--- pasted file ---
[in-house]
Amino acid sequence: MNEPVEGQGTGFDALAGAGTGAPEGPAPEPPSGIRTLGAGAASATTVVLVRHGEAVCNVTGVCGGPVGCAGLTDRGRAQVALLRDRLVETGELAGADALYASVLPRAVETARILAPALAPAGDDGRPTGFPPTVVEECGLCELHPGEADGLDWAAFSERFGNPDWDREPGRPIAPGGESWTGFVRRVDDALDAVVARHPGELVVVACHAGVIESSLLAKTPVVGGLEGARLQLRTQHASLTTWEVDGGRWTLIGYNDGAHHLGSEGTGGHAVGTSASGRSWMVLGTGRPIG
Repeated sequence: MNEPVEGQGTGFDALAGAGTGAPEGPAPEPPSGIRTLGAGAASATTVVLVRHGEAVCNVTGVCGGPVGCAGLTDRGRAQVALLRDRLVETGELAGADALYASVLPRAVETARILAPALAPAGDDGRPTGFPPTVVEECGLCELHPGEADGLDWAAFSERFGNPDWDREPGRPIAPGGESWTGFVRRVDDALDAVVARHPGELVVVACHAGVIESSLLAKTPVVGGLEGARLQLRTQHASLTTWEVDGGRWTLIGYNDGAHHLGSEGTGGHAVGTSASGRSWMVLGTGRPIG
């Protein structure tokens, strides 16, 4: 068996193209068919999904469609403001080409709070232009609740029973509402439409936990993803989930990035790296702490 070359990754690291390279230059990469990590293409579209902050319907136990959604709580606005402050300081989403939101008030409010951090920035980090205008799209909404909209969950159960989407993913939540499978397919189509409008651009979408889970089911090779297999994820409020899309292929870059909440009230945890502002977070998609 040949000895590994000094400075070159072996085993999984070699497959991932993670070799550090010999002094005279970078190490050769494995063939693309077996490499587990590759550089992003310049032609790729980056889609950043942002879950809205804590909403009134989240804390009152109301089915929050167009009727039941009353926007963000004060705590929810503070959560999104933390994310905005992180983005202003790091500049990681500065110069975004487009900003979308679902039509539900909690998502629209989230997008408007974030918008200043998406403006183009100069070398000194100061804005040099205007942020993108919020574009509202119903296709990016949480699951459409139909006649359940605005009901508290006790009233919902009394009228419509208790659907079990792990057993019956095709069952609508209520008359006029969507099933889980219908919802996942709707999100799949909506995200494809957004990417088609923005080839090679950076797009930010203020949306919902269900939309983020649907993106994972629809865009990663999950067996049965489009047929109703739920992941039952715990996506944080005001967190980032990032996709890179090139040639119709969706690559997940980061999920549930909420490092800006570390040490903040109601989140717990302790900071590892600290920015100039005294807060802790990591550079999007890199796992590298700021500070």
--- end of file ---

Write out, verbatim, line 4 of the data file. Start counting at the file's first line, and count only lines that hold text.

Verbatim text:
């Protein structure tokens, strides 16, 4: 068996193209068919999904469609403001080409709070232009609740029973509402439409936990993803989930990035790296702490 070359990754690291390279230059990469990590293409579209902050319907136990959604709580606005402050300081989403939101008030409010951090920035980090205008799209909404909209969950159960989407993913939540499978397919189509409008651009979408889970089911090779297999994820409020899309292929870059909440009230945890502002977070998609 040949000895590994000094400075070159072996085993999984070699497959991932993670070799550090010999002094005279970078190490050769494995063939693309077996490499587990590759550089992003310049032609790729980056889609950043942002879950809205804590909403009134989240804390009152109301089915929050167009009727039941009353926007963000004060705590929810503070959560999104933390994310905005992180983005202003790091500049990681500065110069975004487009900003979308679902039509539900909690998502629209989230997008408007974030918008200043998406403006183009100069070398000194100061804005040099205007942020993108919020574009509202119903296709990016949480699951459409139909006649359940605005009901508290006790009233919902009394009228419509208790659907079990792990057993019956095709069952609508209520008359006029969507099933889980219908919802996942709707999100799949909506995200494809957004990417088609923005080839090679950076797009930010203020949306919902269900939309983020649907993106994972629809865009990663999950067996049965489009047929109703739920992941039952715990996506944080005001967190980032990032996709890179090139040639119709969706690559997940980061999920549930909420490092800006570390040490903040109601989140717990302790900071590892600290920015100039005294807060802790990591550079999007890199796992590298700021500070």